How to Manage Your Staff and Lead a Team

Read Yoni Colman's tips for how to best manage your staff, lead an effective team, and be most productive. Includes suggested readings for further thought.


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Whether your team is large or small, there are particular behaviors that are emblematic of good managers and productive teams. My approach to management in NCSY can be summed up in 3 essential components:

  1. Build Your Team.
  2. Lead Your Team.
  3. Get Stuff Done.

 Build Your Team

Ask Questions.
When engaging with a team member, be sure to ask questions about what is going for them, what concerns them. Be genuinely inquisitive, it will help provide insight for you to lead more effectively.

Listen.
Use active listening in response to your questions. Reflect back concepts in your own words. Demonstration of real understanding will go a long way towards building your team.

Don’t Judge.
If and when a team member discloses information in response to an inquiry that you feel is not valid, flip the scenario and try to imagine if you were in their shoes. Different people have different perspectives, and it’s important to not judge those perspectives. To build a great team, you need to channel those perspectives towards the goals of the team.

Give.
Invest time in understanding what talents you have, and what supports your team members need. If you can do this, you will be able to give towards their individual effort effectively.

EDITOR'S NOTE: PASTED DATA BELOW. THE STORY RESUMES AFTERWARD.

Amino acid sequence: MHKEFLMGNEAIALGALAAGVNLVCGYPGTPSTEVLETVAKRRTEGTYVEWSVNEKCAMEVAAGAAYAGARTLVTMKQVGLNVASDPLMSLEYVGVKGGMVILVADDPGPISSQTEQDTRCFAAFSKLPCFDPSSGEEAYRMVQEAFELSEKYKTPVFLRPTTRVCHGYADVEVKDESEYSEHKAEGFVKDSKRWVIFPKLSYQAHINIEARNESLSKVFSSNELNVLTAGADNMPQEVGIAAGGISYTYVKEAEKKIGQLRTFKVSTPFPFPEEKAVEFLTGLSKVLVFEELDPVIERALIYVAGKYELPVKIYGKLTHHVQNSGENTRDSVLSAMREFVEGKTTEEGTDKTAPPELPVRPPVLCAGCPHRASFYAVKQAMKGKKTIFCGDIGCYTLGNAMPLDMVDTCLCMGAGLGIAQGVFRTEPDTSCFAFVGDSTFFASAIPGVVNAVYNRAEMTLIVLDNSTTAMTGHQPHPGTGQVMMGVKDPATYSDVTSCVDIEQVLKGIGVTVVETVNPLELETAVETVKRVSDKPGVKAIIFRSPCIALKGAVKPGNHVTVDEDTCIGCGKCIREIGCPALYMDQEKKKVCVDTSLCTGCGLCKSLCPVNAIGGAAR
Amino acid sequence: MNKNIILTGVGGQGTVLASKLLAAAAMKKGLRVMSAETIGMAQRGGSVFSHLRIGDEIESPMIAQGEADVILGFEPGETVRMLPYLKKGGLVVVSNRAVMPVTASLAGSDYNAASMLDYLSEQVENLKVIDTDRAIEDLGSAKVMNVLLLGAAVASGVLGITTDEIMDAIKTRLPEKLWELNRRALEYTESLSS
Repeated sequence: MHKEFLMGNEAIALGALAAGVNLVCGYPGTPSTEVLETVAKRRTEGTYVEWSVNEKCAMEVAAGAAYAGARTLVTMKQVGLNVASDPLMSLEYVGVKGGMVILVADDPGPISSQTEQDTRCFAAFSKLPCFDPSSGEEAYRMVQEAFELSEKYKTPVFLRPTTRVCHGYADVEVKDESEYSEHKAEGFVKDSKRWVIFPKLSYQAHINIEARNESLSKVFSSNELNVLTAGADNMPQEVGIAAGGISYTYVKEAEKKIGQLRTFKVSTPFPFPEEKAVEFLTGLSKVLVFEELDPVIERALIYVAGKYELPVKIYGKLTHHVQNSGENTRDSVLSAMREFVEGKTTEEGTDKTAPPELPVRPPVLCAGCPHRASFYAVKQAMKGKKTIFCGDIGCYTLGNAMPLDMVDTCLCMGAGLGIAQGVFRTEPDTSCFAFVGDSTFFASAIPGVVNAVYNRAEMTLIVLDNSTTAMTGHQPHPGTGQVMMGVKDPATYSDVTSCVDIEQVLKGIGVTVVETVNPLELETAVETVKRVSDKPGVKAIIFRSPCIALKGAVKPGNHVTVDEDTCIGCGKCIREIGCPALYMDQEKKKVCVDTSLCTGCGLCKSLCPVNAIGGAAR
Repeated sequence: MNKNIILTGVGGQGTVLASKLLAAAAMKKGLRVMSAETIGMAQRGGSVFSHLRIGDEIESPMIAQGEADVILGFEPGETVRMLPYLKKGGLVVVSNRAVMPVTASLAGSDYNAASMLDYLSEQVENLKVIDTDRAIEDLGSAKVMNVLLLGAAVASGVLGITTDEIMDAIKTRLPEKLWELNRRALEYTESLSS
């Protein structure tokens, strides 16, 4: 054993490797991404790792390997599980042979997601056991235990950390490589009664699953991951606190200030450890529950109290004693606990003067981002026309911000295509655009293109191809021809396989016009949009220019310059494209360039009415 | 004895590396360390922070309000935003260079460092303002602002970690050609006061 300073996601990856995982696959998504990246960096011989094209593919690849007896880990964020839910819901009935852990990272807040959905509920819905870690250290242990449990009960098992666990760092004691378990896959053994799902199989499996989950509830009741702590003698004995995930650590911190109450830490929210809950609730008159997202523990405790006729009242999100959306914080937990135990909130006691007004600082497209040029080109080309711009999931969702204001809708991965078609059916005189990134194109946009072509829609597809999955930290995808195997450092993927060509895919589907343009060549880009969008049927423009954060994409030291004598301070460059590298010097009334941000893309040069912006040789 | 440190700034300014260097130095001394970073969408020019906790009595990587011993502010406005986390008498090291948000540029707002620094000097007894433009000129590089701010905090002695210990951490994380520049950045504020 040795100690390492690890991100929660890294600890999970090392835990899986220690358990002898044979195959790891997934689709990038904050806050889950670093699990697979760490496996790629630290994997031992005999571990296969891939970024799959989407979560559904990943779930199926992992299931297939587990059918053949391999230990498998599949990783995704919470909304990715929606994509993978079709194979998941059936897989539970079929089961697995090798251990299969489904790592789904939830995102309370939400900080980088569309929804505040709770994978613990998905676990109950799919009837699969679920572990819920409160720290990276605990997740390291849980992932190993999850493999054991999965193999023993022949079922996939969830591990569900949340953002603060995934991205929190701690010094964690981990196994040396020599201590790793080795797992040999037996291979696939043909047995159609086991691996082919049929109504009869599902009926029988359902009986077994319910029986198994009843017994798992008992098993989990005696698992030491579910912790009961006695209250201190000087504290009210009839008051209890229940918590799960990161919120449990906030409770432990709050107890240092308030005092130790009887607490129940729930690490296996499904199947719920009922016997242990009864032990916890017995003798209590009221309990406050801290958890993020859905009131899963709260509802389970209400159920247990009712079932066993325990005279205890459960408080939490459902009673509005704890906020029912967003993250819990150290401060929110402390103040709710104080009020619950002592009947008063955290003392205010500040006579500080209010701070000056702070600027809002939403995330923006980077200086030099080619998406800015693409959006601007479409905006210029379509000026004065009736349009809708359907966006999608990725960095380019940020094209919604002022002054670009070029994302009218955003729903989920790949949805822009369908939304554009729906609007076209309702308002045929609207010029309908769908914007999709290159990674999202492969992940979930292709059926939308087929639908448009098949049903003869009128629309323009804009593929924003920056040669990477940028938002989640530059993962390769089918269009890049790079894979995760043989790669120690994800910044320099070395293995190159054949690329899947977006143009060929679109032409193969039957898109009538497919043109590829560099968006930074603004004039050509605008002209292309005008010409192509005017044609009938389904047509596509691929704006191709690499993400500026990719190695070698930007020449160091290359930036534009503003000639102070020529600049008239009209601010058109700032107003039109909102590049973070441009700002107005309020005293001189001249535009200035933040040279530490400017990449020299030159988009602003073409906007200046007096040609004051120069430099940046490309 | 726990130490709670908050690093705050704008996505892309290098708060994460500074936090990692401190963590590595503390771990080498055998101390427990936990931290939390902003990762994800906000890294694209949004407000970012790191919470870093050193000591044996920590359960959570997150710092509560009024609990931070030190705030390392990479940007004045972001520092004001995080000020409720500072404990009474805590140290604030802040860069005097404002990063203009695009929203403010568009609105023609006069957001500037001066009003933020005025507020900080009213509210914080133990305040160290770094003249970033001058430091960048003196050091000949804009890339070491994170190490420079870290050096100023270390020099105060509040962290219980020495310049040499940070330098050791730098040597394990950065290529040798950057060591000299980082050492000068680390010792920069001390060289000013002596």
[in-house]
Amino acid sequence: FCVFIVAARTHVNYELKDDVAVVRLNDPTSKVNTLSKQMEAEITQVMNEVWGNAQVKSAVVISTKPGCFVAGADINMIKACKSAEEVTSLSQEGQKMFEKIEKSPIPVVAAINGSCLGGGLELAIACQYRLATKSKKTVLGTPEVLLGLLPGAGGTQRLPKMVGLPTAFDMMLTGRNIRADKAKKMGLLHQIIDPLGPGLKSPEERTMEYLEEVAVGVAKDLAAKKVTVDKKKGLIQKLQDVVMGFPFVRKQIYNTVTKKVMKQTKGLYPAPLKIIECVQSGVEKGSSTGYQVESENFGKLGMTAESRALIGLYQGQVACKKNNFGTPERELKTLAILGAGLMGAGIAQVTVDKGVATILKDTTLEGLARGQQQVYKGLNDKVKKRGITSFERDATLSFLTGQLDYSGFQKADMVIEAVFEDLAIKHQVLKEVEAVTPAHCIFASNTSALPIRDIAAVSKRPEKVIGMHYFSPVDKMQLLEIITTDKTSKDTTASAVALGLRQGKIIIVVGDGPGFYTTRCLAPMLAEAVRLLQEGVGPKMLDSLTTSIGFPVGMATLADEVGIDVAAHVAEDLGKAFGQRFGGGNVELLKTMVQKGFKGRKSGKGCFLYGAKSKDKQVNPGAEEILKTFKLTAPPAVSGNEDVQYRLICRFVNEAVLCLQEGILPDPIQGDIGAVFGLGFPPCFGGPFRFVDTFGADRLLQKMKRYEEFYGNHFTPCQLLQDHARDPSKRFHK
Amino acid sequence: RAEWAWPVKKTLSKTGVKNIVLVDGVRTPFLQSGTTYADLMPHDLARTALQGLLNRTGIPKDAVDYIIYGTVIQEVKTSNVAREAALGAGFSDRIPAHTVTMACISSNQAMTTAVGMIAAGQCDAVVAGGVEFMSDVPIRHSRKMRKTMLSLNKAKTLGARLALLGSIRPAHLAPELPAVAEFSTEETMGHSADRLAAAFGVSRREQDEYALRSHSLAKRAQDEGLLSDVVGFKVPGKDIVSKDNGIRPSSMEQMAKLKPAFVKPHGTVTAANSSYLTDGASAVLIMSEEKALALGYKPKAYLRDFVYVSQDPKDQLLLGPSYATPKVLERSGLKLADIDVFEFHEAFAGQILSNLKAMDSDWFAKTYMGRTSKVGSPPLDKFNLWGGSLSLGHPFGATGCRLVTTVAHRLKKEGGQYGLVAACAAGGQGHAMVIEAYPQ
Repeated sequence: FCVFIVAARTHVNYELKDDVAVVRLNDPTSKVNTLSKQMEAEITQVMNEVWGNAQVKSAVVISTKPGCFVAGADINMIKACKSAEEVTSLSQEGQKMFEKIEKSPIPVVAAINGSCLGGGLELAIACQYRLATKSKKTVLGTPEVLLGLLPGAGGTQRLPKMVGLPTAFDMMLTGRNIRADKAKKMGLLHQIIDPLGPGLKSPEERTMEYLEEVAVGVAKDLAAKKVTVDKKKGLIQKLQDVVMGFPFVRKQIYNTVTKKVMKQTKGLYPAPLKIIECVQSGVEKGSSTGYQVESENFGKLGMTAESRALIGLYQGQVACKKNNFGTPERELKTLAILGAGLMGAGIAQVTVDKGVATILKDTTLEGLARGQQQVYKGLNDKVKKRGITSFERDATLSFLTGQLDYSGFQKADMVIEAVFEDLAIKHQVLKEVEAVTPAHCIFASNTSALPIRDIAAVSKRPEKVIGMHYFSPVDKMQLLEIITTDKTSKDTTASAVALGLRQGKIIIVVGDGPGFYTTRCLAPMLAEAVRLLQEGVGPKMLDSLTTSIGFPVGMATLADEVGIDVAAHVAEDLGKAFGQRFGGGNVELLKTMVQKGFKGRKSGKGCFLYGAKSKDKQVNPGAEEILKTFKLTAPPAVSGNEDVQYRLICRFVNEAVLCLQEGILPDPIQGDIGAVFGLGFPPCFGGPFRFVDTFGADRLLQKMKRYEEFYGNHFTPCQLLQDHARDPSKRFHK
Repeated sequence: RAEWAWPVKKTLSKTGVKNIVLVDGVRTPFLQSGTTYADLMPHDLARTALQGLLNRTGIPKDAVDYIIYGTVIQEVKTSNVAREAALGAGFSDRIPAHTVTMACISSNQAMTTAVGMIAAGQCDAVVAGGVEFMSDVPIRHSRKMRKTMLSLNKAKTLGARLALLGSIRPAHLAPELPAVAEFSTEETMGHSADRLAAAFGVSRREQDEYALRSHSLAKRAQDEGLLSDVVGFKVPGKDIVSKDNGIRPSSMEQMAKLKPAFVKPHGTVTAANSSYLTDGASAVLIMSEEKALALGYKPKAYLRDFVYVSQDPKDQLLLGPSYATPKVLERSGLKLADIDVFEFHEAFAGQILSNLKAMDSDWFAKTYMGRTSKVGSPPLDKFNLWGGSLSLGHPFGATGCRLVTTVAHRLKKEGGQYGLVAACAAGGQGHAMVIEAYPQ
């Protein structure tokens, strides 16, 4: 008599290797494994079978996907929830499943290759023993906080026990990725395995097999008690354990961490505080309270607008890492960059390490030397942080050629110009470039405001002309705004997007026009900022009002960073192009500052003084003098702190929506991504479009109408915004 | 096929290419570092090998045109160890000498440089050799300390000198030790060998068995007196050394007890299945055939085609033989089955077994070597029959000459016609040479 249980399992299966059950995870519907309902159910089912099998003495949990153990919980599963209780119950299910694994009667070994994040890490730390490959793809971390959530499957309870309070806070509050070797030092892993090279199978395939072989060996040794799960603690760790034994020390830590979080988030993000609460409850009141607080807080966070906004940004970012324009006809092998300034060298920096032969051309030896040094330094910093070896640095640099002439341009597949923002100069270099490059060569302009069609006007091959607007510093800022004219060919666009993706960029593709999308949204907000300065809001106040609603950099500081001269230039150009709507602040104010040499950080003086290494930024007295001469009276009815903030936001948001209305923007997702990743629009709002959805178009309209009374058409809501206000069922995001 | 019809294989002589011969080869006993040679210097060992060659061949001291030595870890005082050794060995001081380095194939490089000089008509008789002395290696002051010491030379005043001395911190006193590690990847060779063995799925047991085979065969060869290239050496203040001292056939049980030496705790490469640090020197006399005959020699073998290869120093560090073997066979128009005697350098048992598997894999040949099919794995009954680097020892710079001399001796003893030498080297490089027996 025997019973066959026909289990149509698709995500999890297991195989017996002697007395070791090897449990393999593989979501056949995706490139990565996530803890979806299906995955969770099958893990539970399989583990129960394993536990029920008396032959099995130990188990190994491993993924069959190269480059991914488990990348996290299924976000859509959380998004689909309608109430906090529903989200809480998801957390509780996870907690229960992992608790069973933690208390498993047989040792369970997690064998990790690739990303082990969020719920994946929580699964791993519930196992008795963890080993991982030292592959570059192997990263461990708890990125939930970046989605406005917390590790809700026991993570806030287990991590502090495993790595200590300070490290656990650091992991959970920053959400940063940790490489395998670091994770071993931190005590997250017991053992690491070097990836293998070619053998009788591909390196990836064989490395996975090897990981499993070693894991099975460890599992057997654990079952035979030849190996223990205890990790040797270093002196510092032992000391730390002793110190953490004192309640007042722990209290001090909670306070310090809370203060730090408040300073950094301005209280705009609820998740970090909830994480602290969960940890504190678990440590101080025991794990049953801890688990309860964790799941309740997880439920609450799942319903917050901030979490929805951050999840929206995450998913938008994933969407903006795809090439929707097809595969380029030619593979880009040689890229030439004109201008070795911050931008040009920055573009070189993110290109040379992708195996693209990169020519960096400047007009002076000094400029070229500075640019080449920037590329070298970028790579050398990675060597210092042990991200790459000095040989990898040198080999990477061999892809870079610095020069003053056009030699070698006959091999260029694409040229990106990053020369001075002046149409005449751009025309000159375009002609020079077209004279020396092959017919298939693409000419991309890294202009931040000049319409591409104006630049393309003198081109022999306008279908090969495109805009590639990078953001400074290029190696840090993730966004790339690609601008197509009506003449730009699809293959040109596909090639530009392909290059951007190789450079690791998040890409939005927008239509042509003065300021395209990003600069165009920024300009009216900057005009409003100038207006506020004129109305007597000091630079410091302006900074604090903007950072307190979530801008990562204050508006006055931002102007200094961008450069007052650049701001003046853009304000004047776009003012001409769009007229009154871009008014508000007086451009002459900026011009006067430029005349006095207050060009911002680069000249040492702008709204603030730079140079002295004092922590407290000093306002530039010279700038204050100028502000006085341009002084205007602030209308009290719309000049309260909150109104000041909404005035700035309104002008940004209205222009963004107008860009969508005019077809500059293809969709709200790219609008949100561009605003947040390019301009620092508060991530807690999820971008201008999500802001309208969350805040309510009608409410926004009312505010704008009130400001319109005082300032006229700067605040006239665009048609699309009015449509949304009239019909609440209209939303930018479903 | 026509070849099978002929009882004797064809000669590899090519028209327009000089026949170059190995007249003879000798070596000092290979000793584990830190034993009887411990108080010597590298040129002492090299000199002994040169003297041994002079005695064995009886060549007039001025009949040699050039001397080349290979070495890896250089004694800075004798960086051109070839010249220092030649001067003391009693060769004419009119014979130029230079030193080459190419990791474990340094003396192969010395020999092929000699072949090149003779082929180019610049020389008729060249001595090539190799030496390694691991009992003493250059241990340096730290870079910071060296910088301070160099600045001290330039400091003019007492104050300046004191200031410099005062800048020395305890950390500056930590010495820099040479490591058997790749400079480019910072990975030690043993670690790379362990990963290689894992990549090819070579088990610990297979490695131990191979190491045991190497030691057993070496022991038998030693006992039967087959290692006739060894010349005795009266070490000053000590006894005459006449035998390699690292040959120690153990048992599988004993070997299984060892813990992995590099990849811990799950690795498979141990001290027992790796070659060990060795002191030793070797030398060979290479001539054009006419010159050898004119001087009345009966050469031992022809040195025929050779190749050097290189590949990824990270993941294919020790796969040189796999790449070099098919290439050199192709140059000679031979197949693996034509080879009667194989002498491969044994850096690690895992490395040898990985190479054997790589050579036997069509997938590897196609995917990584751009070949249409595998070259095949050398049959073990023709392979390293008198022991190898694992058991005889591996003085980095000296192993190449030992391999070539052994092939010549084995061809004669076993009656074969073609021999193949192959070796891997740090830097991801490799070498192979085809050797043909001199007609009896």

Lead Your Team

Be Consistent.
Don’t say one thing and then do something else. Follow through on what you say will do. Operate in scenarios in an honest and accountable way. It’s like good parenting in a way; consistent leaders will earn the respect of the team. Inconsistent leaders will not.

Include the Team in Goal Setting.
There’s what to be said for including your team in charting a course to reach your goals. Doing so will increase cohesiveness and buy-in. Setting goals independently without including your team will not be as conducive for earning their respect and loyalty.

Set Goals, Deliverables, and Benchmarks.
Once you’ve included your team members and set goals together, you can then discuss what needs to happen, and who should be accountable for each of those goals. As a leader, you may need to refine those goals. Again, doing this together will be more effective than setting it yourself and proclaiming “this is how it is.”

Address Issues.
Do not let issues sit and fester! If you do, it will harbor negativity in a team! If a team member is doing something wrong, a good leader will bring it to their attention in a way which is respectful and comes from a place of genuine concern. Shifts and deviations in a team should never come as a surprise. Lay the groundwork and have conversations beforehand to facilitate transitions (such as changing roles).


Get Stuff Done

Do, or Do Not - There is No "Try."
This is my favorite quote from the Star Wars movies, because it speaks volumes about the power of will and determination. Yoda, Jedi Master is training Luke Skywalker in the ways of the Force. Yoda encourages Luke to break his preconceived notion of what he can or cannot accomplish by telling him to eliminate the word “try” from his vocabulary. When speaking about what you or the team will accomplish, do not think about trying, think about doing, and this will in turn drive better results and better success.


Suggested Readings

From Good to Great: The "First Who, then What" Concept by Jim Collins

The Right People are Self-Motivated by Jim Collins

Givers, Takers, and Matchers by Adam Grant (see video here)

5 Levels of Leadership by John C. Maxwell (see video here)


Click here to see the Prezi used to accompany this presentation at NCSY Staffcon 2015.